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acetic acid acetone acid urine added albumin alcohol alkaline ammonia ammonium amount appear bacilli bilirubin blood boiling c. c. of urine calcium carbonate casts cent chlorid chloroform contains corpuscles cover glass crystals dark determination diameter dilute dissolved distilled water droplets drops eggs epithelial ether examination excess feces fermentation filter filtrate flask fluid formalin free hydrochloric acid gastric contents gastric juice glucose glycuronates granular granules guiac heat hydrochloric acid Jour lactic acid leukocytes method methylene blue microscopic minutes mixed mixture mucus murexid neutral nitric acid nucleus obtained oxalate parasite phosphate pigment pipette placed potassium precipitate present protein pus cells quantity reaction reagent red color removed Romanowsky stains salt sediment slide sodium carbonate sodium hydrate soluble solution specific gravity sputum stain stomach stool sugar sulphate sulphuric acid tenth normal test tube tion titration twenty-four hours uric acid urinary urine urobilin usually violet washed Wchnschr yeast yellow
Page 47 - With the aid of heat dissolve the carbonate, citrate and thiocyanate in enough water to make about 800 cc of the mixture and filter if necessary. Dissolve the copper sulphate separately in about 100 cc of water and pour the solution slowly into the other liquid, with constant stirring. Add the ferrocyanide solution, cool and dilute to exactly 1 liter.
Page 121 - This gives the monosodium or acid salt. which is red in color, and which is slightly irritant locally when injected. It is necessary, therefore, to add 0.15 cc more of the * bydroxid, a quantity sufficient to change the color to a beautiful Bordeaux red. This preparation is non-irritant...
Page 243 - Its solution contains a large number of hydroxyl ions, and it is, therefore, a very strong base. It is, however, not quite as strongly dissociated as the hydroxides of the alkalies. When a clear solution of calcium hydroxide is allowed to stand exposed to the air for a short time, it takes up carbon dioxide from the air, forming flakes of the insoluble calcium carbonate...
Page 221 - In the majority of cases the sputum is characteristic and of two types: (1) glairy, mucilaginous, often quite watery; (2) purulent, more or less bloody, more or less — sometimes intensely — fetid. Both types may be found sparingly or in abundance. The second type may only have a characteristic, homogeneous, pinkish color, or be deeply blood-stained; it generally has a distinctly bad odor. This odor may belong in some degree to both kinds of sputum, but especially to the purulent form. Of eight...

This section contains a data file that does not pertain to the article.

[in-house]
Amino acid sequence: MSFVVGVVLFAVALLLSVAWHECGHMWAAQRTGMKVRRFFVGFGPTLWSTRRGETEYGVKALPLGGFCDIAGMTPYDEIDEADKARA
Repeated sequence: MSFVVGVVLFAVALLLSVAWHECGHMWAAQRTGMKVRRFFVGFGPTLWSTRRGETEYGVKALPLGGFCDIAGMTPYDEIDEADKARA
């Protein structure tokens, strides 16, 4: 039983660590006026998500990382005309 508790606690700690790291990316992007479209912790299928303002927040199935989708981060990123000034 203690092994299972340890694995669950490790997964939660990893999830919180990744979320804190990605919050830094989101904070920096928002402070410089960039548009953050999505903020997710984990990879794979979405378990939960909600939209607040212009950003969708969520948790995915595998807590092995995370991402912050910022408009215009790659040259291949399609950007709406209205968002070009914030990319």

Page 47 - ... flame until the carbonate has entirely dissolved. The diluted urine is now run in from the burette, rather rapidly until a chalk-white precipitate forms, and the blue color of the mixture begins to lessen perceptibly, after which the solution from the burette must be run in a few drops at a time, until the disappearance of the last trace of blue color, which marks the end-point. The solution must be kept vigorously boiling throughout the entire titration.
Page 164 - ... it to a 50 cc volumetric flask and dilute it to the 50 cc mark with the phosphate-chloride solution . Mix the fecal extract thoroughly by shaking and determine its amylolytic activity: For this purpose a series of six graduated tubes is prepared, containing volumes of the extract ranging from 2.5 cc to 0.078 cc Each of the intermediate tubes in this series will thus contain one-half as much fluid as the preceding tube. Now make the contents of each tube 2.
Page 163 - ... 2 cc at a time, rubbing the feces mixture to a homogeneous consistency after each addition of the extraction medium. Permit the mixture to stand at room temperature for a half-hour with frequent stirring. We now have a neutral fecal suspension. Transfer this...
Page 164 - ... solution. Mix the fecal extract thoroughly by shaking and determine its amylolytic activity. For this purpose a series of six graduated tubes is prepared, containing volumes of the extract ranging from 2.5 cc to 0.078 cc Each of the intermediate tubes in this series will thus contain one-half as much fluid as the preceding tube. Now make the contents of each tube 2 . 5 cc by means of the phosphate-chloride solution in order to secure a uniform electrolyte concentration.
Page 88 - After adding three drops of a 1 per cent. solution of phenolphthalein to 25 cc of pure alcohol, the latter is brought to the neutral point. The ether extract from the separating funnel is now added to the neutralized alcohol, and its acidity is determined by titrating with N-20 potassium hydrate solution (alcoholic).
Page 165 - ... a 1 per cent starch solution in twenty-four hours at 38° C. Inasmuch as stools vary so greatly as to water content, it is essential to an accurate comparison of stools that such comparison be made on the basis of the solid matter. Supposing, for example, that in the above determination we had 6.2 cc of sediment. Since the supernatant fluid was removed and made up to 50 cc before testing its amylolytic value, it is evident that 1 cc of this sediment is equivalent to 8.1 cc of extract. Therefore,...